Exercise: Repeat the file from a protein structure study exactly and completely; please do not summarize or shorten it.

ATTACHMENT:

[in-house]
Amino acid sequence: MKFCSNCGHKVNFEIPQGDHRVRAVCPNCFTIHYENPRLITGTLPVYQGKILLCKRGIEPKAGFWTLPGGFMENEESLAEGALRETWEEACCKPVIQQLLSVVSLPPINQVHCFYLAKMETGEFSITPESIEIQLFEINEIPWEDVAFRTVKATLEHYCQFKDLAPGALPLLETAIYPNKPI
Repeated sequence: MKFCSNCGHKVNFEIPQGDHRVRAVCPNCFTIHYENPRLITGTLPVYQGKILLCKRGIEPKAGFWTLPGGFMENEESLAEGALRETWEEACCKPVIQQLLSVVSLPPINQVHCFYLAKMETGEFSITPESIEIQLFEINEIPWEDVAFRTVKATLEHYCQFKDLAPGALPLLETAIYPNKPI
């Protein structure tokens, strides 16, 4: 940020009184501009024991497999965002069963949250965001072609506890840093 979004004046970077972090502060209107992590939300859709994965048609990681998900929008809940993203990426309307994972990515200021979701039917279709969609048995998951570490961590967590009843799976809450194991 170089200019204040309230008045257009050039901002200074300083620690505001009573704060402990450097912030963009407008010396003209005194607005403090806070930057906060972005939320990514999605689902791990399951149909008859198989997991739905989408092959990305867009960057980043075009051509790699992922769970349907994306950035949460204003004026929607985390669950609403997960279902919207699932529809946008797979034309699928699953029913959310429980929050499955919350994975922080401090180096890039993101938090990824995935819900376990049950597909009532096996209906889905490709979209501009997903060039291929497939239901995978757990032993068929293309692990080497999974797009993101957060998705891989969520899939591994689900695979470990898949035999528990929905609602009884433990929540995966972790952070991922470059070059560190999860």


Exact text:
[in-house]
Amino acid sequence: MKFCSNCGHKVNFEIPQGDHRVRAVCPNCFTIHYENPRLITGTLPVYQGKILLCKRGIEPKAGFWTLPGGFMENEESLAEGALRETWEEACCKPVIQQLLSVVSLPPINQVHCFYLAKMETGEFSITPESIEIQLFEINEIPWEDVAFRTVKATLEHYCQFKDLAPGALPLLETAIYPNKPI
Repeated sequence: MKFCSNCGHKVNFEIPQGDHRVRAVCPNCFTIHYENPRLITGTLPVYQGKILLCKRGIEPKAGFWTLPGGFMENEESLAEGALRETWEEACCKPVIQQLLSVVSLPPINQVHCFYLAKMETGEFSITPESIEIQLFEINEIPWEDVAFRTVKATLEHYCQFKDLAPGALPLLETAIYPNKPI
């Protein structure tokens, strides 16, 4: 940020009184501009024991497999965002069963949250965001072609506890840093 979004004046970077972090502060209107992590939300859709994965048609990681998900929008809940993203990426309307994972990515200021979701039917279709969609048995998951570490961590967590009843799976809450194991 170089200019204040309230008045257009050039901002200074300083620690505001009573704060402990450097912030963009407008010396003209005194607005403090806070930057906060972005939320990514999605689902791990399951149909008859198989997991739905989408092959990305867009960057980043075009051509790699992922769970349907994306950035949460204003004026929607985390669950609403997960279902919207699932529809946008797979034309699928699953029913959310429980929050499955919350994975922080401090180096890039993101938090990824995935819900376990049950597909009532096996209906889905490709979209501009997903060039291929497939239901995978757990032993068929293309692990080497999974797009993101957060998705891989969520899939591994689900695979470990898949035999528990929905609602009884433990929540995966972790952070991922470059070059560190999860």